If you think about it, those hasty, canned responses to an underperforming employee are no different than the useless lines you might spew at a disobedient child. And how did that work out? Here are five to avoid …
What keeps you up at night? Are you concerned that your employees aren’t motivated? Worried about hanging on to your most talented performers — and finding new ones? Perhaps you’re bothered by the negative attitudes of a few workers, or even your overall workplace culture.
“Who told you to do it that way?” Do you really want an answer to that? Is there an answer to that? If not, then don’t ask. Either you’re insinuating that there’s another boneheaded employee loose in your organization giving out wrong information to people (“Clare in accounting told me”), or it’s a rhetorical question designed to make the person feel stupid. “Who told you to do it that way” is denigrating to someone who maybe is trying to do it a better way but is missing the mark. Don’t be quick to dismiss the attempt.
“Because I said so.” These people who work for you aren’t your bedroom door-slamming children. “Because I said so,” tells your employee that your directives and orders should never be questioned. It also becomes obvious to the employee that you’re masking the fact that you don’t have a reason, or if you do, it’s not a good one.
“Don’t argue with me.” Why? Because you might lose? It’s a quick, but a juvenile way to get the last word in a short exchange, or to prevent one from even starting in the first place. This phrase tells your worker that the conversation is over, get back to work. You should never assume that the employee’s intent was to start an argument; maybe he or she has a point worth listening to.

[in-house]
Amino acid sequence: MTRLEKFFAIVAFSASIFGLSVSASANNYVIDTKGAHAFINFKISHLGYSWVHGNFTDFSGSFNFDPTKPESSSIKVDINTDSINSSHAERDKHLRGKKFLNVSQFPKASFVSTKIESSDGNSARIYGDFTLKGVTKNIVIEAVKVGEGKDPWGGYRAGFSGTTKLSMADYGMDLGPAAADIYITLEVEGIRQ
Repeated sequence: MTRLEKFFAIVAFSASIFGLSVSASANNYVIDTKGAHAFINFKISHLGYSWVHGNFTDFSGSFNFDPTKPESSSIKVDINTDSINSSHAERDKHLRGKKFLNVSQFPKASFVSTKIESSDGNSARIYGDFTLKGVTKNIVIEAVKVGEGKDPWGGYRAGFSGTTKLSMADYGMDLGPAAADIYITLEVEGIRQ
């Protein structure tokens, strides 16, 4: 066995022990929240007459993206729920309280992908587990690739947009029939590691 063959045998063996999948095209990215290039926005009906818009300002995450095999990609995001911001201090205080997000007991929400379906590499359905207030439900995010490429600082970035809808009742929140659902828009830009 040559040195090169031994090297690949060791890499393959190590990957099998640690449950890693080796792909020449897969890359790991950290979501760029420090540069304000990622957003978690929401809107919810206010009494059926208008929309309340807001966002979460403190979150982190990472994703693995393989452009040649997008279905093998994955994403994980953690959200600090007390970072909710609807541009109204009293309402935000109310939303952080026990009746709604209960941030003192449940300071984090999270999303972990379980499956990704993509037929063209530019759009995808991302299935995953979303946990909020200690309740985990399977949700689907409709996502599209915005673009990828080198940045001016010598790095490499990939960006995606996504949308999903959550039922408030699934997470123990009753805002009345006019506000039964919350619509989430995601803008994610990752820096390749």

Even the most brilliant manager can’t go it alone. (And the really smart ones know to not even try.) That’s why we produce a comprehensive service designed to improve your management skills — boosting your organization’s efficiency, productivity and morale.
“How many times do I have to tell you?” Yes, you may wonder how many times you have to repeat something to an employee, but this rhetorical question should never be asked. For one, if an employee does supply an answer (“I think five might do it”), it’s a wisecrack that tells you to have a deeper problem with him. Laying this line on an underperformer will do nothing to solve the problem or even shine a light on it.
“I can’t help you with that.” You have employees. Employees are people and people have problems. Often workers will come to you to help them solve workplace woes or to help them navigate personal issues. Whatever they need to tell you, they came to you with full trust and confidence in your ability to offer at least some guidance. They’re giving you a compliment on your ability to problem-solve, for crying out loud! Don’t screw it up! Never use that line on any employee who taps you for advice or just needs you for a sounding board.
This is where they’ll recognize that there’s a good person somewhere inside that good boss. With that, you’re a two-time winner.